The Pensions Green Paper might have been disappointing but the same cannot be said of the proposals for tax simplification, launched in a simultaneous consultation paper.
Consider the joint objectives:
Providing choice for everyone by simplifying the structure and removing the mystique born of years of legislative “tinkering”.
Increase protection for members of occupational schemes, especially where schemes close or wind up.
Promote pensions, through greater employer communication and workplace advice.
Encourage flexible retirement patterns, enabling individuals to control the timing of their own retirement.
The Government considers the financial services industry a key partner in the development of pensions but it recognises the need to rebuild investor confidence if the savings and pensions gaps are to be closed by any appreciable degree.
Closing the gap
The Government's view is that investors who should be saving for retirement have been discouraged because the whole issue is complicated. Furthermore, investors mistrust pensions due to issues such as Maxwell, the Equitable Life situation and pension misselling.
There may be an air of naivete in the view that the continuance of current tax relief', buoyed by a greatly simplified structure and low product charges will encourage the general public back to the pension market.
But it remains to be seen if this has any significant effect upon investment habits or just alter tax planning opportunities for the wealthy.
Pension planning requires a high degree of commitment from investors and it is arguable whether the proposals will succeed in raising this issue higher in the league of investment priorities.
For some, the Government has sidestepped the issue by avoiding the introduction of compulsory contributions. This remains a major point in the discussions and a nettle that may yet need to be grasped.
Most commentators agree that the Pensions Green Paper comes up short in certain areas but the Government's attitude to tax simplification has generally been loudly applauded.
Rarely have we seen a Government prepared to tackle an issue with one bold sweep of the legislative sword and it deserves a degree of credit.
If the proposals are implemented, then all the previous complexities would be replaced by one simple regime.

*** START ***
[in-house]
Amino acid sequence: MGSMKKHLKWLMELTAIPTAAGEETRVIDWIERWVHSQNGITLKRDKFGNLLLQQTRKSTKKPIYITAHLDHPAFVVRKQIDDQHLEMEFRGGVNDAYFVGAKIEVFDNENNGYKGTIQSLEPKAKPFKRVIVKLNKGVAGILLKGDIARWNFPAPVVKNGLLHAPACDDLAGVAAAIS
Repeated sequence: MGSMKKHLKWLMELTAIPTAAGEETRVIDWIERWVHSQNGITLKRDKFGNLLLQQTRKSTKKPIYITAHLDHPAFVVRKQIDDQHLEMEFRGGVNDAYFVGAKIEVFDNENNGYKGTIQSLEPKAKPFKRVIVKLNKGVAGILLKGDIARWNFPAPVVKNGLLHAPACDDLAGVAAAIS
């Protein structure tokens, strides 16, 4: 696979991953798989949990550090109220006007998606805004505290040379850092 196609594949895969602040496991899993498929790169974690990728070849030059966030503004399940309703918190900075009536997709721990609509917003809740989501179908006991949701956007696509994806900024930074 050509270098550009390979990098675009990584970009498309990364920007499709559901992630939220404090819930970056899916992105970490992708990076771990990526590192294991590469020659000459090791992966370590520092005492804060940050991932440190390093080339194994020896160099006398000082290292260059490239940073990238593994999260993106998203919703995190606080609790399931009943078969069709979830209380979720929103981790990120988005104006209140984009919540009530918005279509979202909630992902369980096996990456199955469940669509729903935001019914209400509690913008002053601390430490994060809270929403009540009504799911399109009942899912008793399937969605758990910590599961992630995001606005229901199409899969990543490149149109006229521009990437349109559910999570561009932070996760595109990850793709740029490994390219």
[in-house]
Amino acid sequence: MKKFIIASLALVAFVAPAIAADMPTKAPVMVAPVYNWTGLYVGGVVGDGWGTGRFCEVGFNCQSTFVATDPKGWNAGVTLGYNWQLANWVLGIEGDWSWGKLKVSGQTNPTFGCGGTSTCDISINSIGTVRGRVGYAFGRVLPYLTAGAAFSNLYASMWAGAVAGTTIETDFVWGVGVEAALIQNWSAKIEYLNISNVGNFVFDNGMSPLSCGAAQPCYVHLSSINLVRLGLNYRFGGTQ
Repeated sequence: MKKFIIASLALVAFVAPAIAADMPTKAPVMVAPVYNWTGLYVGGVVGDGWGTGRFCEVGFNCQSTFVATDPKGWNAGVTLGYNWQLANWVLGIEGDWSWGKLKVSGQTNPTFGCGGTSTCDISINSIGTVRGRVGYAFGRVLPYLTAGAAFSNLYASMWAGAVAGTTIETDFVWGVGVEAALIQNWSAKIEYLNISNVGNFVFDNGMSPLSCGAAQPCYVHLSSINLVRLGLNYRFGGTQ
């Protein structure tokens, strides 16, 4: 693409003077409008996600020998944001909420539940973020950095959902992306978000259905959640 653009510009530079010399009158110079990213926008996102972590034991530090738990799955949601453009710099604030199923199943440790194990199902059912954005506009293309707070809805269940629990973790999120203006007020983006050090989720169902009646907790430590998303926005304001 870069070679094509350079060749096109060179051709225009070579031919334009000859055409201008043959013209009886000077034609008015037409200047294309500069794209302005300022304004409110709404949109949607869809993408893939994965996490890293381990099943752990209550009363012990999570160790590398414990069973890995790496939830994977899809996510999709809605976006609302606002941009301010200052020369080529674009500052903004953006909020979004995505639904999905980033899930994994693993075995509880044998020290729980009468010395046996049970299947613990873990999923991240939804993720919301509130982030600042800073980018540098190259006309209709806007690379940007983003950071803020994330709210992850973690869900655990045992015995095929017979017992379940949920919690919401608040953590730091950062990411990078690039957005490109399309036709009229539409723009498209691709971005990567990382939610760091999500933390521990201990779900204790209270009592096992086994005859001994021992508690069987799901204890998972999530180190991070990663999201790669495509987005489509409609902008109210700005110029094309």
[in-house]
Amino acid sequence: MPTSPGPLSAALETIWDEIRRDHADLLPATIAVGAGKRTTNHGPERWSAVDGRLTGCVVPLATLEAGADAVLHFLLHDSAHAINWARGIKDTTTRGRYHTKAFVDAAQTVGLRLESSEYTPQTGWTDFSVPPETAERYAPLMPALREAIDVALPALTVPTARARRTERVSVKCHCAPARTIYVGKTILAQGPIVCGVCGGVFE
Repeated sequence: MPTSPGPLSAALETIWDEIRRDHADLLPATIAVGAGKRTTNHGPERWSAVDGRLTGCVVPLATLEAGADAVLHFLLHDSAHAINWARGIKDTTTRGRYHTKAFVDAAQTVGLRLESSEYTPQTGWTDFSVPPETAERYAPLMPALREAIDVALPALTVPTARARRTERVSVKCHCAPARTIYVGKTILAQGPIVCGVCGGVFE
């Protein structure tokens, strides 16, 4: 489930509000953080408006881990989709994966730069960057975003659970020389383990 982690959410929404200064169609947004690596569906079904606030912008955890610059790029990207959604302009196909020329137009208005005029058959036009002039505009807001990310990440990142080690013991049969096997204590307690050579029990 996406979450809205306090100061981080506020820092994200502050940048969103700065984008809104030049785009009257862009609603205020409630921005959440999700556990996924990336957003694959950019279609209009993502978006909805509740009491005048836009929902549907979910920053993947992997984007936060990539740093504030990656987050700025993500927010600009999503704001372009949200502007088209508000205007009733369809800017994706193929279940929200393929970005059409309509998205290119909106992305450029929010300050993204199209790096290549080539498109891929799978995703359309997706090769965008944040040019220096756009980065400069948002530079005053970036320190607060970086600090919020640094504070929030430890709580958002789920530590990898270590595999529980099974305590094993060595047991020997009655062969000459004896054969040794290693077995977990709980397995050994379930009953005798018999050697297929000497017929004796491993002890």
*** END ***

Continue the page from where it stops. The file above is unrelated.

Personal contributions in a year will rank for tax relief up to 100 per cent of chargeable earnings or £3,600 if higher. No complicated matters, such as basis years, cessation years, carry forward, carryback.
Annual limit of £200,000 per tax year, within which there is no upper limit on employer's contributions.
Indexed lifetime limit on the fund, inclusive of investment growth, of £1.4m, tested only as benefits are taken.
The option to take 25 per cent of the fund falling within the lifetime limit as a tax-free cash sum.
The balance of the fund falling within the lifetime limit to be used to provide retirement income.
The limit of £1.4m has been broadly based on the fund size required for a male aged 60 providing pension benefits roughly equivalent to the current Inland Revenue maximum, that is the level of the earnings cap, index linked with spouse's pension. Women reading this article may need no encouragement from me to voice their own opinions of this calculation.
Even the best intentions result in complexity when it comes to the practical application of the scheme.
Chargeable earnings are not defined in the paper but it is assumed that current definitions will apply. It remains to be seen if there will be tax incentives, other than the basic level of £3,600, for individuals to top up pensions after earnings have ceased.
The annual limit, (“value inflow”), will be simple to understand for money purchase plans because it will relate to the total contribution level. However, for final salary benefits, the limit will apply to the monetary equivalent of any increase in the value of their benefits.
Any fund value at retirement in excess of the lifetime limit will be subject to 33 per cent “recovery tax”, to reclaim the relief enjoyed dur-ing its lifetime.
From the net residue, 25 per cent can be taken in cash with the balance used for retirement income. However, all benefits emerging from the excess will be subject to the individual's marginal rate of tax. That portion of the fund would have paid withholding tax, tax at 33 per cent on the whole amount to recover tax relief's and income tax when it is drawn.
It is proposed that the annual limit will be tested through self-assessment with the introduction of a new worksheet and the onus will be on the individual.
The assumption in the consultative document is that few people will be affected by either the lifetime or annual limits and, considering how few people currently retire on Inland Revenue maximum benefits, it is hard to disagree.
The potential changes to investment rules are of particular importance to clients using small self-administered schemes and self-invested personal pensions.
The consultative document states clearly that the Government is in favour of a single regime to maintain simplicity.
SSASs have been highlighted as affording limited protection for members' pensions, using tax breaks for reasons other than providing retirement income.
There will be transitional rules applying to schemes in force on the date that the new regulations become effective. However, since the new rules will apply to all pensions in future, investment options are likely to become more restrictive.
More words will be written between now and A-Day. What we have seen is just an opening salvo. Clearly, the Government is willing to make retirement saving easier and has the boldness to rewrite the rulebooks. Whether its proposals will provide sufficient encouragement to close the gap remains to be seen.